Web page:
Music Meter Monday: For Hunter Hayes, Writing Music Is “An Extension Of My Facebook Status”

Posted February 4

Welcome to another edition of Music Meter Monday, where we profile bands who are climbing the MTV Music Meter. This week we caught up with Hunter Hayes, a country music wunderkind who started playing tunes at an age when most kids are still struggling to feed themselves.

If you are an O Music Awards fan, Hayes probably looks a little familiar, as he made an appearance during our third OMA show playing a gig with The Flaming Lips and Jackson Browne in Hattiesburg, Mississippi. Since then, things have been on the up and up for Hayes, whose self-titled debut record dropped in October. Not only is he one of MTV’s 2013 Artists To Watch, he was also nominated for three Grammy awards: best new artist (in all genres), best country solo performance and best country album.

We caught up with Hayes a week before the Grammys hit the airwaves to talk about his musical upbringing, inspiration and whether or not he thinks he’ll be taking home any trophies come February 10.

So I always like to start off by asking musicians what their earliest musical memory is. What’s yours?

My first is not a good memory — because I was like two or three — but I definitely remember standing on stage at a festival in what I now know to be in my hometown, Breaux Bridge, Louisiana. It was at the Crawfish Festival. There was this one guy — Wayne Toups — that I just loved listening to when I was a kid. I’m still a huge fan and we’ve actually become friends. I had learned a few of his tunes by ear — the best a two- or three-year-old could learn — but he pulled me up on stage and I remember standing on top of a road case. I got to stand on stage and play a song with him. It was pretty spectacular.

Did you sing or were you playing an instrument?

Yeah, I was playing accordion. He actually played all the parts because I couldn’t actually play very well, but I sang the song with him live on stage and it was a blast. I don’t really remember it, but I do remember standing on top of the road case going, ‘Why did they put me on the road case?’ I remember the video, now, watching it back — I got to play with one of my heroes.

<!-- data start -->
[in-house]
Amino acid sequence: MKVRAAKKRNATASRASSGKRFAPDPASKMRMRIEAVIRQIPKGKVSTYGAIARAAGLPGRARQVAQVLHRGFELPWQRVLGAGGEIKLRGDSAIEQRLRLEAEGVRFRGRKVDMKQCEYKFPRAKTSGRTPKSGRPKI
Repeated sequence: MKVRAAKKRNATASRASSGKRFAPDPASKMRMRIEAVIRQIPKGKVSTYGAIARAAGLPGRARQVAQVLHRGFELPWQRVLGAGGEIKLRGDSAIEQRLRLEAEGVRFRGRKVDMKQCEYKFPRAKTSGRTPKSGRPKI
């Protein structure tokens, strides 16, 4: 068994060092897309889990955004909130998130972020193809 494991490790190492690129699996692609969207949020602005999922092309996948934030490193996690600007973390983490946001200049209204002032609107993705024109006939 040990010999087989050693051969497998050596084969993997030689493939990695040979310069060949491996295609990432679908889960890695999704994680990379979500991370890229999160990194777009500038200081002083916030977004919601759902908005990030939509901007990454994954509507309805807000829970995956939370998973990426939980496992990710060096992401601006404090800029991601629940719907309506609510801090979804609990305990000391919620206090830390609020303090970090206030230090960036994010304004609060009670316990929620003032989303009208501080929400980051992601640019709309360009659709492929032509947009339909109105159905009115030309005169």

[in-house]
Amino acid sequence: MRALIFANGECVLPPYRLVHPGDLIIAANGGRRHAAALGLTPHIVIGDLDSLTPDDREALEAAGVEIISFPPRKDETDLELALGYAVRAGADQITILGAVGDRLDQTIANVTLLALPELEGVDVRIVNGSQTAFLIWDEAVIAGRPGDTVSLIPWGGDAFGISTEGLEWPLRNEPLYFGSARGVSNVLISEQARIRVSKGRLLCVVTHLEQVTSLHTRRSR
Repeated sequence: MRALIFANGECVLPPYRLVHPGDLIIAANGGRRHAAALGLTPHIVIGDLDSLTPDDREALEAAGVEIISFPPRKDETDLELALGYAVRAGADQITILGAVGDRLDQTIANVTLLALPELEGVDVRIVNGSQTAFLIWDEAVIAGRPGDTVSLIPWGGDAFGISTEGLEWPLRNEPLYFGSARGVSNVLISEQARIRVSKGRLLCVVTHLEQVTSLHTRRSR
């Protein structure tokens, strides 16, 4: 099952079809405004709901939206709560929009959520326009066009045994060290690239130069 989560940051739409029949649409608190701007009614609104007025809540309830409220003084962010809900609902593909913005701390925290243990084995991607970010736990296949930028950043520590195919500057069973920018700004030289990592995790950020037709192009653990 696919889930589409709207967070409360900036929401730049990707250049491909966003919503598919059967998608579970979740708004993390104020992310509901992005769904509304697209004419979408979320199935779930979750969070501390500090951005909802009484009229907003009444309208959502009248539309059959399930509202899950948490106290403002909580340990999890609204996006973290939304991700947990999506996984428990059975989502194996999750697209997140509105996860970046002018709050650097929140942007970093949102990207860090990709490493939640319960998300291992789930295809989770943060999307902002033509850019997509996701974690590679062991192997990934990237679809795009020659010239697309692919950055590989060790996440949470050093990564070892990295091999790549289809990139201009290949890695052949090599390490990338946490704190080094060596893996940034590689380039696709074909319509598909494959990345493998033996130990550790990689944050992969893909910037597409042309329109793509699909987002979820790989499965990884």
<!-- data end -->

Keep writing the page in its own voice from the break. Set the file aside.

So you were a musician before you were even conscious?

That’s a good way to put it. A lot of people ask me, ‘When did you decide to get into music?’ And I’m like, ‘I didn’t decide.’ It wasn’t decided for me. It just had to happen. From that age — standing on stage playing in front of a ton of people — that will get you excited about music pretty quick. At that age is when it got started and I couldn’t get enough. I wanted to play more. It just kind of fed the obsession, the passion for it.

Was there ever anything else you would have wanted to do?

There are a couple of things, I’m sure. I think when I was a kid I wanted to drive monster trucks or something crazy. I still have a little hobby; I want to get my pilot’s license and go flying. But I don’t think any of that was like a backup plan. I think it was just a hobby in my mind, because in my mind there was nothing but music. I could never make a living doing anything other than music. That’s what I’ve invested my entire life into. It’s been an ongoing thing — whether it’s been writing in the studio or in the studio with other people. Playing shows — that’s what I live for. I couldn’t do anything else if I tried.

What’s your process like for writing music? Where do you draw your inspiration from?